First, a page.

It’s driven by signals P30 and P31. A square pulse from P30 will turn Santa’s single motor in one direction and the same pulse from P31 will turn the motor in the opposite direction. It’s important to note that if either signal is high the other must be low otherwise a short circuit directly from DCIN to GND results. By alternating pulses Santa will wiggle his hips and if his feet are held stationary this looks like dancing. If Santa’s feet are removed from his stand and his ankles are hot glued to prevent pivoting while still using the pulses from the original chip on board he walks forward somewhat.
To see if I could improve Santa’s walking I made a simple remote with a couple of push button switches. I found that by alternating button presses at around 3 Hz that Santa walked much better. I also learned that he could be made to turn left and right by varying the ratio of left to right pulses.
So to make Santa walk I needed a simple square wave oscillator that ran at 3 Hz. A single Schmitt inverter is capable of doing this, but I want to be able to do PWM too so I used two inverters from a 74HC14 and wired them together as a BEAM grounded bicore.
The bicore’s frequency is f = 1/(t1+t2) where t1 = R1*C1 and t2=R2*C2. If t1 and t2 are equal then the oscillator will output a 50% duty cycle square wave. I determined I could easily adjust the pulse width by using a single potentiometer to create R1 and R2 with the wiper connected to ground. Adding a resistor between the wiper and ground increases t1 and t2 equally and therefore decreases the oscillator’s frequency. R3 also increases/decreases the minimum/maximum pulse width. I found that a 1 Megohm linear pot and a 1 Megohm resistor create an oscillator that runs at about 3 Hz.
When I tested out the bicore on Santa he walked much better than before, and when I glued the rubber bumpers from the bottom of his stand to the soles of his feet he walked better still.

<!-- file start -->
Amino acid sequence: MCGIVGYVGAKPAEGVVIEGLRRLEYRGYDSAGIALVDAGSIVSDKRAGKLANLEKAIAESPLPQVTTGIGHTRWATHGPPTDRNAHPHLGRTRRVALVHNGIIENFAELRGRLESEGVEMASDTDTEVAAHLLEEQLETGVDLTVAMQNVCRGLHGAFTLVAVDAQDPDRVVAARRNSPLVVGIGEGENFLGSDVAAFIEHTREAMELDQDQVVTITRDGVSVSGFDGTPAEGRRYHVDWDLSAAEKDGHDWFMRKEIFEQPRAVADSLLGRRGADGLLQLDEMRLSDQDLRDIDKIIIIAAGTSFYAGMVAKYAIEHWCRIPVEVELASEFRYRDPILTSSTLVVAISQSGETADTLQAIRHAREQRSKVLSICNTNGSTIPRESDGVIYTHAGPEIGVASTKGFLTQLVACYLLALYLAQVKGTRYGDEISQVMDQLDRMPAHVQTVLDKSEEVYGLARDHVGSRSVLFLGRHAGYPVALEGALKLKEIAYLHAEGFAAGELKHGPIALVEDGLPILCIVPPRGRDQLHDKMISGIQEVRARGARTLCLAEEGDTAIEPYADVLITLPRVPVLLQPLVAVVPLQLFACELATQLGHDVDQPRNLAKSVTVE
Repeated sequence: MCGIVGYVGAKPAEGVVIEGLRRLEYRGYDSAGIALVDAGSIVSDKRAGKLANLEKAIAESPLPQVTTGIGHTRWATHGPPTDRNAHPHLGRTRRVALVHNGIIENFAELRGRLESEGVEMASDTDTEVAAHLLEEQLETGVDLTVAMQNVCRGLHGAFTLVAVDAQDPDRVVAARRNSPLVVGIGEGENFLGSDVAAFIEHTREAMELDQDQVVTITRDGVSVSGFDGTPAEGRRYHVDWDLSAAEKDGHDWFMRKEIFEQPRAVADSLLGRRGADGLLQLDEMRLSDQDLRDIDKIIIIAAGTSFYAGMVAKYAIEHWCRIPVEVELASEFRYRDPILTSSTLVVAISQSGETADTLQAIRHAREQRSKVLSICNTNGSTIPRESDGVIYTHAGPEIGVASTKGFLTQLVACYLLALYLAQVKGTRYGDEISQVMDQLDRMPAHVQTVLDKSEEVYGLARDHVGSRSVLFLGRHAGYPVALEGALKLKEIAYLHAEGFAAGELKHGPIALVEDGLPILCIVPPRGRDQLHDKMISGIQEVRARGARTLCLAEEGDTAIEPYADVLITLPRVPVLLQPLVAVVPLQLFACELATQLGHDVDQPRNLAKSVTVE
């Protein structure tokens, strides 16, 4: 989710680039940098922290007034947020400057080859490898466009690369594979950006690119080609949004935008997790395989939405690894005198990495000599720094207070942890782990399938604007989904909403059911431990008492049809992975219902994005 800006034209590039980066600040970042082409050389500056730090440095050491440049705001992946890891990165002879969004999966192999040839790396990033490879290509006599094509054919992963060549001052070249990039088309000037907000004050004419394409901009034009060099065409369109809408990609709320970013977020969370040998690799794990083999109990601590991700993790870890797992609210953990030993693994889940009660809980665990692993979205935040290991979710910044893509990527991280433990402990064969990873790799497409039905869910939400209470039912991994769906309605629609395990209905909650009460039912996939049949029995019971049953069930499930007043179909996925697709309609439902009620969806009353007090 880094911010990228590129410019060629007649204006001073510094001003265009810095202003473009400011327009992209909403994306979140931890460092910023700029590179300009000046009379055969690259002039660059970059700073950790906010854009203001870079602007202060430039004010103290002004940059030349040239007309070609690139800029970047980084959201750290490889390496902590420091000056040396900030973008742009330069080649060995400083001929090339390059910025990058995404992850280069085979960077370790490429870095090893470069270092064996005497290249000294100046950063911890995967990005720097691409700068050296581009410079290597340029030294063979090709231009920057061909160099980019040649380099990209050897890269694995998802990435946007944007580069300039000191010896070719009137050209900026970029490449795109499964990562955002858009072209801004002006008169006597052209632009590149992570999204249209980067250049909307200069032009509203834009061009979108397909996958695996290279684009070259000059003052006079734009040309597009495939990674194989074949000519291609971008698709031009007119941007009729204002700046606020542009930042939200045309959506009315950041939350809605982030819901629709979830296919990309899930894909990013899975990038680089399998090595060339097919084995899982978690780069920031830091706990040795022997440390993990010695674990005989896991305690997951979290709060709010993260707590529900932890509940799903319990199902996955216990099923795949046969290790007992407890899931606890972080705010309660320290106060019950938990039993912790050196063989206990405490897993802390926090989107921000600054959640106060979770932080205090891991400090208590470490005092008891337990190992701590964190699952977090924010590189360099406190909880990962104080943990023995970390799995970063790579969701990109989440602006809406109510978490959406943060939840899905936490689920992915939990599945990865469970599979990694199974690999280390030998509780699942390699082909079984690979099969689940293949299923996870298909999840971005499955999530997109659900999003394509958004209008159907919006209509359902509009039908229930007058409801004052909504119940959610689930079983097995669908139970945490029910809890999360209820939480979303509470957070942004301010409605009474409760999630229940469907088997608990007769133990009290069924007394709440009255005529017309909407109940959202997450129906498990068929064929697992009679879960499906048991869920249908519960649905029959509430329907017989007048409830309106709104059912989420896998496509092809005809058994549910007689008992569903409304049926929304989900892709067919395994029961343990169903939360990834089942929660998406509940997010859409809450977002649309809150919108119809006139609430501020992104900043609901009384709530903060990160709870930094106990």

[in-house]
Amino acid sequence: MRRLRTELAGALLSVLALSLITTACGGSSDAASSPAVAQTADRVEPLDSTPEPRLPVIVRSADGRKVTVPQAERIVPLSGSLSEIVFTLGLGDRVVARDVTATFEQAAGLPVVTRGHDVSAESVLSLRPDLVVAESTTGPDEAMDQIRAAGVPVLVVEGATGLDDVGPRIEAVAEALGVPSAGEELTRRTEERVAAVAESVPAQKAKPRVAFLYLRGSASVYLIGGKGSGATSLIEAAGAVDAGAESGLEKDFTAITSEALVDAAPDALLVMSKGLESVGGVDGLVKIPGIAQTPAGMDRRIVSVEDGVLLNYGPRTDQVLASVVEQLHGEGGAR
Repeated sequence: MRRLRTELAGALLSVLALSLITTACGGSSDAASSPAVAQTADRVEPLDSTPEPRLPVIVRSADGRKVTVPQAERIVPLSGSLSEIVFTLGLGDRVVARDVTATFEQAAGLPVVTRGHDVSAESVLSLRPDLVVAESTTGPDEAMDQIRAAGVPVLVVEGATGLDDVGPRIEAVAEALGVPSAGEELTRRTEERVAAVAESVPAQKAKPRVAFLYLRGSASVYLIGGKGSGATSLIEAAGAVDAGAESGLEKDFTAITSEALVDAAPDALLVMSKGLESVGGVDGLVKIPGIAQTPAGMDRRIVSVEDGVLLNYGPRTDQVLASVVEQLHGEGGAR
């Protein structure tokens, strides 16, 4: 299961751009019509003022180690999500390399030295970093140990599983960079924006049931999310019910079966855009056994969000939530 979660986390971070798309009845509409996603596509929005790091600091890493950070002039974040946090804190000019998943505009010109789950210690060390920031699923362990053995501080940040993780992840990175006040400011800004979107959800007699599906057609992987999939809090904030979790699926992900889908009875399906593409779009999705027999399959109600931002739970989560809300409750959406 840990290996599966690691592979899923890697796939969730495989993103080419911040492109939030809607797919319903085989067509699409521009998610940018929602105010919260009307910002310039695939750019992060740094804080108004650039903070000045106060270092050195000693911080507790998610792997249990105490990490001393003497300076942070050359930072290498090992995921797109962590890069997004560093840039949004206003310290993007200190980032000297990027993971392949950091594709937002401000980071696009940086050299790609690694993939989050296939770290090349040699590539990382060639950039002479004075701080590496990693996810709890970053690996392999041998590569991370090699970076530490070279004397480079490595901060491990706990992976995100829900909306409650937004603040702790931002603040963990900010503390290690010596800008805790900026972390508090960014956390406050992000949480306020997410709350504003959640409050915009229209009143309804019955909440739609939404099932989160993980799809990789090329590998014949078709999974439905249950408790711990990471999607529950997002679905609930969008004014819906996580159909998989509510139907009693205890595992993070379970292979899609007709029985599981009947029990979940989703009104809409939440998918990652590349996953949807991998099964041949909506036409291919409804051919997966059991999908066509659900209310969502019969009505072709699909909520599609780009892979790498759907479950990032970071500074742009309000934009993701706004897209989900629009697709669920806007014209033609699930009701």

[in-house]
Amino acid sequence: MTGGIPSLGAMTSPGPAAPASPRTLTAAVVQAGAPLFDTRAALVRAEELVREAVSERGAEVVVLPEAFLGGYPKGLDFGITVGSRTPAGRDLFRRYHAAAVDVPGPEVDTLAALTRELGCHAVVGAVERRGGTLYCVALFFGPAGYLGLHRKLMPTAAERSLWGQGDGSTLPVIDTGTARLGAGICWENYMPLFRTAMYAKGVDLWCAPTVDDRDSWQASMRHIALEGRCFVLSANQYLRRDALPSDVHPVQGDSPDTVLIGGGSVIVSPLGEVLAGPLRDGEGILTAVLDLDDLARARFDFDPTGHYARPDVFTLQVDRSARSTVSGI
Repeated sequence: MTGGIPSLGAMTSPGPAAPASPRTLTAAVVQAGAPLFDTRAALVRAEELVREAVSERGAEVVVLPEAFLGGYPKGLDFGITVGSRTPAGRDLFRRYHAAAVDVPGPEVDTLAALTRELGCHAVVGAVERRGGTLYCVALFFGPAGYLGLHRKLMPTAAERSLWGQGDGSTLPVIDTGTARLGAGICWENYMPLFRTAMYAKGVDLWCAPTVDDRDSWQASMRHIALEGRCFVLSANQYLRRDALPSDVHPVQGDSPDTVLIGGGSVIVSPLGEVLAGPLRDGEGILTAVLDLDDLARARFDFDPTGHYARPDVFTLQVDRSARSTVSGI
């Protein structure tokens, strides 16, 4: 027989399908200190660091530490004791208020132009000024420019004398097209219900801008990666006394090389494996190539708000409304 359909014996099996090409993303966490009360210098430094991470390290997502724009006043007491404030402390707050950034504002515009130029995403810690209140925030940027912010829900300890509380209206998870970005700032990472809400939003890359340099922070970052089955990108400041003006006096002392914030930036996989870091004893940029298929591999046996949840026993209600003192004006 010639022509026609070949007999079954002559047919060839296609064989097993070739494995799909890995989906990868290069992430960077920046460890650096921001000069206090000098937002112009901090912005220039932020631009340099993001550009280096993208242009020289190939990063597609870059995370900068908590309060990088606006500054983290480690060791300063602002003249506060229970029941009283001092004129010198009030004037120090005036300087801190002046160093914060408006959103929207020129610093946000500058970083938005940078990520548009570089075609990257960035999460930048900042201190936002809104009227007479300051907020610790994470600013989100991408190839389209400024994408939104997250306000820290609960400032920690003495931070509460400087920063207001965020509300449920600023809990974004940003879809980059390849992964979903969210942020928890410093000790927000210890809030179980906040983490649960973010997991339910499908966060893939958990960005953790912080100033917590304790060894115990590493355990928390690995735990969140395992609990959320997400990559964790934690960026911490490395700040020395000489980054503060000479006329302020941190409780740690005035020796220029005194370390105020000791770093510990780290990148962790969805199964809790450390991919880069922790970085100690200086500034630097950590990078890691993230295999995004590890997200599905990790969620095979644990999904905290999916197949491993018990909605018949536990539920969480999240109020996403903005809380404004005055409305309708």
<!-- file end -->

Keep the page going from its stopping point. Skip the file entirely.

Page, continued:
Once I’d finished breadboarding the circuit I put it on veroboard alongside the original motor driver and zener voltage regulation circuit. I had plans for using the amplifier subcircuit too but ran out of time. I built the circuit so that it would fit inside Franken-Santa’s head. As you can see the pot was just a wee bit too big; his pointy hat covers it up completely though. The skull cap makes a decent indicator for the potentiometer’s position.
Of course, Franken-Santa wouldn’t be Franken-Santa without neck bolts. However, these bolts aren’t just for show they are wired to an internal speaker, so with a couple alligator clips and an MP3 player Franken-Santa can talk or play music.
Finally, as you can see in the picture at the top of the page, I colored Franken-Santa’s face green-gray and gave his clothes the “fresh from the grave” look with some potting soil. So without further delay here is a video of Franken-Santa doing his sassy Frankenstein walk.
Same video without music in case the first gets a DMCA taken down notice. I believe it’s fair use though.
Thanks for reading!
Franken-Santa won the prize for best presentation! Unfortunately, he was re-deadened by a mob of angry villagers when his drunken revelry got out of hand. Rest In Pieces, Franken-Santa.